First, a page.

Remember how we built a beautiful upholstered headboard and bed frame for our master bedroom a couple of weeks ago? Well, to make a long story short... someone we know wanted us to make them an upholstered headboard and bed frame. We agreed. I went with them and we purchased all the goods to build their headboard. They ended up picking out the exact same material as ours and they wanted the same shape of headboard as well. At the very last minute, I decided that it would be fun to make a different headboard for our room. I loved the upholstered headboard. I didn't love how it looked with my bedding. It all seemed a little too busy and a little too tufted. That probably doesn't make sense to anyone else, but I convinced TJ to play along with me and make a different bed for our room and then we could sell the upholstered headboard we made for our bed to the people who wanted one. I went and returned all the material that I bought to make the other headboard and then I went and bought all the lumber for our new headboard.

TJ ended up taking the day off a Tuesday (thanks to commuting half way to Salt Lake, realizing he didn't have his laptop, calling me to check if it was at home, my phone not working, coming all the way home to get his lap top, realizing it was in his car the whole time, then it turned into taking a personal day and not going in at all), so it ended up being the perfect opportunity to spend some quality time building in the basement.

Estimated Cost


See detailed material list below.


Headboard = 81 inches wide by 61 inches tall

Bed Frame Dimensions = 86 inches deep by 79 inches wide by 15 inches tall.


Tutorial: Organizing Your Junk Drawer

Remember our tutorial a few posts ago on how to build a built-in utensil divider for your silverware drawer?  Ya know, this one?  Well, having my utensil divider built-in to my drawer has rocked my world.  So much, in fact, that I made a special trip to Home Depot to buy more melamine so that TJ could help me tackle my dreaded junk drawer.

I was so excited to get going on the project, that I forgot to take a "before" picture.  So, google image search has kindly provided me with a picture of someone else's junk drawer.

I can assure you that my drawer looked a lot like this, if not worse.  I swear to you, I was cleaning out that drawer and organizing it almost once a week and within a few hours, it looked like I had never touched it.  I thought about buying some plastic baskets to try to organize it, but I knew I'd never be able to get the arrangement just right with those baskets.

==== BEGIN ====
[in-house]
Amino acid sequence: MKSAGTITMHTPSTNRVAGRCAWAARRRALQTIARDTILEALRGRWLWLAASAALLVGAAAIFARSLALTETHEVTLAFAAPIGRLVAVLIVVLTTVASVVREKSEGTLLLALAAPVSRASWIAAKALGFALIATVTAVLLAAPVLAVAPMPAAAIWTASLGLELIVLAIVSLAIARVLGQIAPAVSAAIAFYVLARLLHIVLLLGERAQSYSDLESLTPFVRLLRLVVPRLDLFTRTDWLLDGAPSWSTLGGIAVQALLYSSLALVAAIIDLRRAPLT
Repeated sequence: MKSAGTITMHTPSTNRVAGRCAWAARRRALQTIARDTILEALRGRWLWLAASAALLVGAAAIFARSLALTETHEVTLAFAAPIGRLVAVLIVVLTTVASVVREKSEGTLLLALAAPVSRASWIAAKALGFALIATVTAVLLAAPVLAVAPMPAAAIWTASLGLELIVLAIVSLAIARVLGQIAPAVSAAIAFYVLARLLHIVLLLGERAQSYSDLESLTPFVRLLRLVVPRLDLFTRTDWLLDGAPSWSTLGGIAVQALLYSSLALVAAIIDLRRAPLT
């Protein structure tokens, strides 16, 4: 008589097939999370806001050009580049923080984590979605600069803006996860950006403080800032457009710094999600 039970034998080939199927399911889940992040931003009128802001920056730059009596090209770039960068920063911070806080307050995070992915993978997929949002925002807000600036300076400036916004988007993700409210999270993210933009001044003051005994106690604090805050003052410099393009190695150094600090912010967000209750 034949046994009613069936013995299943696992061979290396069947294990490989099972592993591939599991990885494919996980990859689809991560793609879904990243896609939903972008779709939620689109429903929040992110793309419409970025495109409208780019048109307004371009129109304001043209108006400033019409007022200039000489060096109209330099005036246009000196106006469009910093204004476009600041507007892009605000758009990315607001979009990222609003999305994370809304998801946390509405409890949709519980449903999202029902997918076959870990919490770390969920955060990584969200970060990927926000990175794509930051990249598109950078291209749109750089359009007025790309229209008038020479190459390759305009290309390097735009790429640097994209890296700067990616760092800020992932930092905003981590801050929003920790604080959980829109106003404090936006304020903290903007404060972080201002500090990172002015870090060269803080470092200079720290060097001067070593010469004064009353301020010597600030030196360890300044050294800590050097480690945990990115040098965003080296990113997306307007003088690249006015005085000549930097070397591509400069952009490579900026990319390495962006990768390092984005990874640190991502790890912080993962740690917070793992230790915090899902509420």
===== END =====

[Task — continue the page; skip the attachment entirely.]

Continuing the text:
I started by taking everything out of my junk drawer (and throwing away all the junk I didn't really need).  I cleaned the drawer out, then I started slowing put things back in and trying to figure out an arrangement.  Once I got a section how I wanted it, I would send TJ down to the basement to cut me my piece of melamine to divide it.  Finally, we got it just how I wanted it.

Tutorial: Getting Rid of the Over-the-Door Hooks

I have a slight obsession with organization.  Lately, I've felt the need to finally cross of a couple of projects that have been on my to-do list TJ's honey-do list.  One of them was the silverware drawer, one is the cookie sheet cupboard (tutorial coming soon!), and then one was towel hooks for our bathrooms.

The towel hooks are such a small thing, but I was always surprised how much they bothered me.  There isn't enough room to hang more than a couple things on just one hook, if you buy the over-the-door hooks that hold a lot of stuff, they take up a lot of room.  Not only that, but all of the over-the-door hooks make it hard to open and close doors regularly.  Then, you have to worry about them sliding around and scratching the paint on the door.  Like I said, they are so small but I really can't stand them!  I decided there must be a better, and more permanent, solution to my towel problem.